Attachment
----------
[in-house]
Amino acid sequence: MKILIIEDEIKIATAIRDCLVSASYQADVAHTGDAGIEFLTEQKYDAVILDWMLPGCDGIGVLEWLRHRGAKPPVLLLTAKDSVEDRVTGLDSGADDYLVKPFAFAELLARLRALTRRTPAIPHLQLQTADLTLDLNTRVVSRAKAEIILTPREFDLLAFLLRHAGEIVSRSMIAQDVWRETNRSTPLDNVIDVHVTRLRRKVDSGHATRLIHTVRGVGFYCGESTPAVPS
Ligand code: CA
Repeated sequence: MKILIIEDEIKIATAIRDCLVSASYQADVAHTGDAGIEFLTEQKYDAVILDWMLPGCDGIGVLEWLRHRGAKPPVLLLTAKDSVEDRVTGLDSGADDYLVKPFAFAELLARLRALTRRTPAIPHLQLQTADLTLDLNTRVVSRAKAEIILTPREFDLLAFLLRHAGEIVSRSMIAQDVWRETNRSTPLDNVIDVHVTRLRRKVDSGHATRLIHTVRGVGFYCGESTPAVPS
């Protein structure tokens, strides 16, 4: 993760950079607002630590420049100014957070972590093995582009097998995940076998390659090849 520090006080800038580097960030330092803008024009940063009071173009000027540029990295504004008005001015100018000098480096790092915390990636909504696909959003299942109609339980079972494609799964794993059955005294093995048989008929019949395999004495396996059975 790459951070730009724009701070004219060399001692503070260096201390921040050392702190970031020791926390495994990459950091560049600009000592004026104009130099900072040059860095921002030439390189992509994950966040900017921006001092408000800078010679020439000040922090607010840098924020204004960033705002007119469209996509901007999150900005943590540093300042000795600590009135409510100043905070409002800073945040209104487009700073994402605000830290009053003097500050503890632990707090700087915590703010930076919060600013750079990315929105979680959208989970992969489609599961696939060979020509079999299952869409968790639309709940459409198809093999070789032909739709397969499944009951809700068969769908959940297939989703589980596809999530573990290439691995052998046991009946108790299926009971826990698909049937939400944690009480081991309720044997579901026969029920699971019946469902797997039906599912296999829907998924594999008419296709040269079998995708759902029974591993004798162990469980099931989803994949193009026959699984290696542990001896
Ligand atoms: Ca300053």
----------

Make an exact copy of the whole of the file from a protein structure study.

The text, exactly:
[in-house]
Amino acid sequence: MKILIIEDEIKIATAIRDCLVSASYQADVAHTGDAGIEFLTEQKYDAVILDWMLPGCDGIGVLEWLRHRGAKPPVLLLTAKDSVEDRVTGLDSGADDYLVKPFAFAELLARLRALTRRTPAIPHLQLQTADLTLDLNTRVVSRAKAEIILTPREFDLLAFLLRHAGEIVSRSMIAQDVWRETNRSTPLDNVIDVHVTRLRRKVDSGHATRLIHTVRGVGFYCGESTPAVPS
Ligand code: CA
Repeated sequence: MKILIIEDEIKIATAIRDCLVSASYQADVAHTGDAGIEFLTEQKYDAVILDWMLPGCDGIGVLEWLRHRGAKPPVLLLTAKDSVEDRVTGLDSGADDYLVKPFAFAELLARLRALTRRTPAIPHLQLQTADLTLDLNTRVVSRAKAEIILTPREFDLLAFLLRHAGEIVSRSMIAQDVWRETNRSTPLDNVIDVHVTRLRRKVDSGHATRLIHTVRGVGFYCGESTPAVPS
């Protein structure tokens, strides 16, 4: 993760950079607002630590420049100014957070972590093995582009097998995940076998390659090849 520090006080800038580097960030330092803008024009940063009071173009000027540029990295504004008005001015100018000098480096790092915390990636909504696909959003299942109609339980079972494609799964794993059955005294093995048989008929019949395999004495396996059975 790459951070730009724009701070004219060399001692503070260096201390921040050392702190970031020791926390495994990459950091560049600009000592004026104009130099900072040059860095921002030439390189992509994950966040900017921006001092408000800078010679020439000040922090607010840098924020204004960033705002007119469209996509901007999150900005943590540093300042000795600590009135409510100043905070409002800073945040209104487009700073994402605000830290009053003097500050503890632990707090700087915590703010930076919060600013750079990315929105979680959208989970992969489609599961696939060979020509079999299952869409968790639309709940459409198809093999070789032909739709397969499944009951809700068969769908959940297939989703589980596809999530573990290439691995052998046991009946108790299926009971826990698909049937939400944690009480081991309720044997579901026969029920699971019946469902797997039906599912296999829907998924594999008419296709040269079998995708759902029974591993004798162990469980099931989803994949193009026959699984290696542990001896
Ligand atoms: Ca300053």